|Publication number||US6006362 A|
|Application number||US 08/331,325|
|Publication date||Dec 28, 1999|
|Filing date||Oct 28, 1994|
|Priority date||Apr 3, 1992|
|Publication number||08331325, 331325, US 6006362 A, US 6006362A, US-A-6006362, US6006362 A, US6006362A|
|Original Assignee||Walsh; Dennis|
|Export Citation||BiBTeX, EndNote, RefMan|
|Patent Citations (11), Referenced by (20), Classifications (9), Legal Events (3)|
|External Links: USPTO, USPTO Assignment, Espacenet|
This is a continuation in part of U.S. Application Ser. No. 08/037,096 filed Mar. 25, 1993, now abandoned. U.S. Application Ser. No. 08/037,096 was a continuation in part of U.S. Application Ser. No. 07/862,735 filed Apr. 3, 1992, now abandoned.
The present invention relates to headware that is size adjustable, and more particularly to improvements in the comfort and appearance of adjustable headware straps.
Several types of headband size regulators are integral to the headband of adjustable visors and adjustable caps. Adjustable visors and caps employ various designs of headband size regulators which permit the wearer to quickly and easily adjust the size of the headband.
Most headband size regulators are the narrowest point in the circumference of the headband. One of several problems caused by the narrowness of the headband size regulator is increased constricting pressure where the headband size regulator contacts the wearer's head. Many people, especially those with thin hair or bald heads, find the pressure against their scalp from the headband size regulator extremely uncomfortable.
Furthermore, some headband size regulator designs consist of extruded vinyl straps with square edges that gouge the scalps of thin haired or bald users.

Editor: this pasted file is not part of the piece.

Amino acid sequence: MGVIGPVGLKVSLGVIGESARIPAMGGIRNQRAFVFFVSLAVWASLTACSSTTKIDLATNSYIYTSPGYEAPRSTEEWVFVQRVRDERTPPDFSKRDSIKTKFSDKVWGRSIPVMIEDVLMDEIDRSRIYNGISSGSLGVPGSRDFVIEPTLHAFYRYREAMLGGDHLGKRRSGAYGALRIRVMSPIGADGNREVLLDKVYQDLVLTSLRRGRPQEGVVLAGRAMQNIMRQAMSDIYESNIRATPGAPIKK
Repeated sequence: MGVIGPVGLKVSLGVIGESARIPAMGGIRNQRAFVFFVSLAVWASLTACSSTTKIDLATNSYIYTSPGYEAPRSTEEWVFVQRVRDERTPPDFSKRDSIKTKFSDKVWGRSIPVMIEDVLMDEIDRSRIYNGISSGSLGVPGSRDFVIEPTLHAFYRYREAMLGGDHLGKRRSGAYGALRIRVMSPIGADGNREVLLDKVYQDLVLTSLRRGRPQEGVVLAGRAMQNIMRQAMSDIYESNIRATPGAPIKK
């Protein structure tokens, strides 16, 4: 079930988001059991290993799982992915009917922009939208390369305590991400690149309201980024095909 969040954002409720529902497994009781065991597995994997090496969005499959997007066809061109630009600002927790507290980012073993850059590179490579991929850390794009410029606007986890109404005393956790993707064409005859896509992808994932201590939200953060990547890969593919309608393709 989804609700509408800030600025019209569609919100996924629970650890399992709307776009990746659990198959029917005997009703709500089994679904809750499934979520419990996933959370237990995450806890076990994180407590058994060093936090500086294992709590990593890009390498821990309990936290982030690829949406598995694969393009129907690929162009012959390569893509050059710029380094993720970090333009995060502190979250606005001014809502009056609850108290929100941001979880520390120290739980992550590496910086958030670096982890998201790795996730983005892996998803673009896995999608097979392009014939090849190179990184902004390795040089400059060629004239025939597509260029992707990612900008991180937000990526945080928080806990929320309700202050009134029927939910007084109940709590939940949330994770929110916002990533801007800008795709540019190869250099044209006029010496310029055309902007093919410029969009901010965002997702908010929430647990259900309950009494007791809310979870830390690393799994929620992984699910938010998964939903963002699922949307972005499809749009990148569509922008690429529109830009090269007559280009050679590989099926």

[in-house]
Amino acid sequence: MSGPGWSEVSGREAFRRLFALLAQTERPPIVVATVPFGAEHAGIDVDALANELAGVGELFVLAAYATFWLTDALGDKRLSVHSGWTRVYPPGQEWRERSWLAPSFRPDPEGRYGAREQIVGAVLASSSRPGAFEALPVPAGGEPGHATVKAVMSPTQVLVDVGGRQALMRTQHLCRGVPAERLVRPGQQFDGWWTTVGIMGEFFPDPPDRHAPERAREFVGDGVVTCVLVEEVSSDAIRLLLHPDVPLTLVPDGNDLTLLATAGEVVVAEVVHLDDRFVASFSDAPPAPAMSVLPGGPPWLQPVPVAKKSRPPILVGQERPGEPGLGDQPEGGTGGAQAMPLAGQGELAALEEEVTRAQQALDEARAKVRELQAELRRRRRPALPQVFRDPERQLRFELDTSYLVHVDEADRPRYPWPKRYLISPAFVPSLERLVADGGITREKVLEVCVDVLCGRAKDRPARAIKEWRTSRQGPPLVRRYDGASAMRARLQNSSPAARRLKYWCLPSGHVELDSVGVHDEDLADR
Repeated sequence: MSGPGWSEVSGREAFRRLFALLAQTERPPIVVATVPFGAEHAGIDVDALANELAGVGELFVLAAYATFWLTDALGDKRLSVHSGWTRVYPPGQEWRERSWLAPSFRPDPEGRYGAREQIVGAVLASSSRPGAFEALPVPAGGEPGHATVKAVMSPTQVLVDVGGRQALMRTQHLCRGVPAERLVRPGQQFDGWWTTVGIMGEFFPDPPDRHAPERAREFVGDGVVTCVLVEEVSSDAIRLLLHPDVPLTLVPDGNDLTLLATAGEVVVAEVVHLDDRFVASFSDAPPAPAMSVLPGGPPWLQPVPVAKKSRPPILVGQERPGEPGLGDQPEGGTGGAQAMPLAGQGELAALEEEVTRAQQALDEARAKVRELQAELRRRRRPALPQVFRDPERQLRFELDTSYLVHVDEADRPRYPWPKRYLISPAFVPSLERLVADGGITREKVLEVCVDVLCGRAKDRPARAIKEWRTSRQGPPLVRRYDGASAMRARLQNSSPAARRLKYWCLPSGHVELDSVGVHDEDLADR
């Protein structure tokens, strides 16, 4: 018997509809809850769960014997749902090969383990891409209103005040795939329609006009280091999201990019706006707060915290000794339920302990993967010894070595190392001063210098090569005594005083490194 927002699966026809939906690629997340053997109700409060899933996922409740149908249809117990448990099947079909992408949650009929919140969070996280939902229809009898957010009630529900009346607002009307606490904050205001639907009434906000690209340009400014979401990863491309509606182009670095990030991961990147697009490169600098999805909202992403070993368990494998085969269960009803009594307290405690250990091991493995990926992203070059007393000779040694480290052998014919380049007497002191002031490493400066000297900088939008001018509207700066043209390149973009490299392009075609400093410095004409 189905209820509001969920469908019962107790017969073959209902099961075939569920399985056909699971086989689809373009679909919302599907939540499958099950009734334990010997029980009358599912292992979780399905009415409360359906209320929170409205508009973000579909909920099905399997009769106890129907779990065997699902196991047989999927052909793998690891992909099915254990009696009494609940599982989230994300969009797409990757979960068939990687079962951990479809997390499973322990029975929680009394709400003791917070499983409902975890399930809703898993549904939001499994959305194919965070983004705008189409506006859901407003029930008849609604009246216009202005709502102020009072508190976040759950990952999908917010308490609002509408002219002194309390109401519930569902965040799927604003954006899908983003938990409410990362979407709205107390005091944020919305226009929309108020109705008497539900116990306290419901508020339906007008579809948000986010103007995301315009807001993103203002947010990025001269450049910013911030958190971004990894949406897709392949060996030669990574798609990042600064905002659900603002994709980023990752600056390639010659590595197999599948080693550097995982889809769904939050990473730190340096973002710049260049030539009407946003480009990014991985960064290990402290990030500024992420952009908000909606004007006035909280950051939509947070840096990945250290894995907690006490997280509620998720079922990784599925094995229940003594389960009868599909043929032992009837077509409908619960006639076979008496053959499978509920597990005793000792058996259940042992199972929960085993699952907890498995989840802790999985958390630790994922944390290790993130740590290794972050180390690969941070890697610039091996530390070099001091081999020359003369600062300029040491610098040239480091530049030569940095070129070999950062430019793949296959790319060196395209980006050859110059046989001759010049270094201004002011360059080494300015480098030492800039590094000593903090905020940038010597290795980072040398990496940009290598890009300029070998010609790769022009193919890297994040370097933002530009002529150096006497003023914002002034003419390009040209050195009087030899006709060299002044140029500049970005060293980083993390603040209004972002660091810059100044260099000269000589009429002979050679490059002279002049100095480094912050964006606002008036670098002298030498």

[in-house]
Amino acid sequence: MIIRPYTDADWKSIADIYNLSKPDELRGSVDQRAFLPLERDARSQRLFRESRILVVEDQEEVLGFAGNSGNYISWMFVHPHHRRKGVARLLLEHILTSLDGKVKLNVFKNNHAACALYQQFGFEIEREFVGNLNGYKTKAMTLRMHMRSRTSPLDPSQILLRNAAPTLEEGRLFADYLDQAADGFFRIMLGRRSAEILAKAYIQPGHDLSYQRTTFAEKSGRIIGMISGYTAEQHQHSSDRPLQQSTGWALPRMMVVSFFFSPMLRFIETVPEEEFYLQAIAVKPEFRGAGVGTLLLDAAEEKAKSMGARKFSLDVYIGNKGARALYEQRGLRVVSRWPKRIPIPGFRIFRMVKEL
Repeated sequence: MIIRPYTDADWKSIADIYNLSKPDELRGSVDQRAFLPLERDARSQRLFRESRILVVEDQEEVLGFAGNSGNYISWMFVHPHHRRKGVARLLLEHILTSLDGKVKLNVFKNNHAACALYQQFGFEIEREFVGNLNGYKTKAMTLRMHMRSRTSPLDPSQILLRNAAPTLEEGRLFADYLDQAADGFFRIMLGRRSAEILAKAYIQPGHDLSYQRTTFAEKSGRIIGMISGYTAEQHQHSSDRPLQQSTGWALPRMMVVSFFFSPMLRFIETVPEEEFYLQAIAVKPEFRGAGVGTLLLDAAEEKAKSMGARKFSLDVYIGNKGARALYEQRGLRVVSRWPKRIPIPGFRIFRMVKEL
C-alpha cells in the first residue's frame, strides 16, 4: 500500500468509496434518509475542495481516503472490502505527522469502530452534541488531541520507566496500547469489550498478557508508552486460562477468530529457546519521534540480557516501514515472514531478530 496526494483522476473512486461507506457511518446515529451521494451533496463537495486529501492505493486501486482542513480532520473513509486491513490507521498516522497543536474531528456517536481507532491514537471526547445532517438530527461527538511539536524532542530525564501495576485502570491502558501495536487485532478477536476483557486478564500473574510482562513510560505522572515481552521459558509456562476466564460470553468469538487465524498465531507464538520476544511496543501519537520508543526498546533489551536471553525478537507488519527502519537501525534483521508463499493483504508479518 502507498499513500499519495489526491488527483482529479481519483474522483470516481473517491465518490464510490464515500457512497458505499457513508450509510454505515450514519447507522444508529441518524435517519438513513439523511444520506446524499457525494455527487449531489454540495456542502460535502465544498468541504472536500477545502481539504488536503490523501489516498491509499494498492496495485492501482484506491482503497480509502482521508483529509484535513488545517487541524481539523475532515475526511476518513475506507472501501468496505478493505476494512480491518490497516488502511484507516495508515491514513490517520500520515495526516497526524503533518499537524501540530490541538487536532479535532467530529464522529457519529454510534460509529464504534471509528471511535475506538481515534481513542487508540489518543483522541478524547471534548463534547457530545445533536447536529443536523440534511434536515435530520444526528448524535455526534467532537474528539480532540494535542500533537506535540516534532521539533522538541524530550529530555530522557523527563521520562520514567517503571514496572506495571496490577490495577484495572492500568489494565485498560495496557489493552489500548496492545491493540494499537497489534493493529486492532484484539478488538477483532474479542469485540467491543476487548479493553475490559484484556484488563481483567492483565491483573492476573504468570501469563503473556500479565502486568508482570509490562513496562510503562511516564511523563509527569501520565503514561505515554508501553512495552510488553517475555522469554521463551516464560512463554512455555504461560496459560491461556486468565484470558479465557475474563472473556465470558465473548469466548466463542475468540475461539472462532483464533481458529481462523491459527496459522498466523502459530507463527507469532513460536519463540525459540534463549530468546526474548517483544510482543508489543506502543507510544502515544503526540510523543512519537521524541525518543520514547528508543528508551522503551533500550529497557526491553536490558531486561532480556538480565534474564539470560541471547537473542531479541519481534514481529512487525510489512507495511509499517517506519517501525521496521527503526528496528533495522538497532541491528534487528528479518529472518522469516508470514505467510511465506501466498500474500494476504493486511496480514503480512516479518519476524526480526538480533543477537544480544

Cap and visor wearers often wear the bill or the visor to the rear of their head for unobstructed vision. When worn in this position, the headband size regulator is normally in contact with the wearer's forehead. The narrow headband size regulator applies pressure to the wearer's forehead, and can cause extreme discomfort, gouge and leave visible marks on the wearer's forehead.
Several popular headband size regulators consist of man-made materials which can cause the wearer to suffer allergic reactions. Headband size regulators made of leather straps can also provoke allergic reaction due to the chemical used to tan the leather.
While adjustable caps and visors are available in many appealing styles, fabrics and colors, their exposed headband size regulators are unsightly and aesthetically detracting. The following patents are representative of the art in this field:
U.S. Pat. Reissue No. 33,430 (1990) to Nunnery et al. discloses a detachable perspiration absorbing band for headgear. The perspiration band is secured around the existing band by a face to face engagement of a mating fasteners that are disposed in rows along the upper and lower edges of the perspiration band. The present invention uses aesthetically pleasing materials, is adjustable to different band widths and lengths, and does not use rows of mating fasteners.
U.S. Pat. No. 5,003,640 (1991) to Pizzacar discloses an advertising nameplate that partially conceals the adjustable straps of a conventional cap's headband. The advertising nameplate attaches to the outer surface of the adjustable straps. The present invention covers the inside as well as the outside of the adjustable straps, thereby, protecting the wearer's scalp from contact with the adjustable straps.
U.S. Pat. No. 5,153,943 (1992) to Clement discloses a flexible weather shield that attaches to a hat with a forward visor and a rear size adjuster. The shield is attached to the hat by an elastic band placed on top of the visor and by a rear hook and loop fastening strip that attaches around the rear adjustment straps. The present invention is not a weather shield.
U.S. Pat. No. 5,161,259 (1992) to Shorts discloses a protective neck covering garment that attaches to the rear adjustment strap of a conventional baseball cap. The protective garment attaches to the cap by an upper strap placed on top of the bill of the cap and by a rear fastening strap that is secured around the cap's adjustment straps. The present invention is not a protective neck covering garment.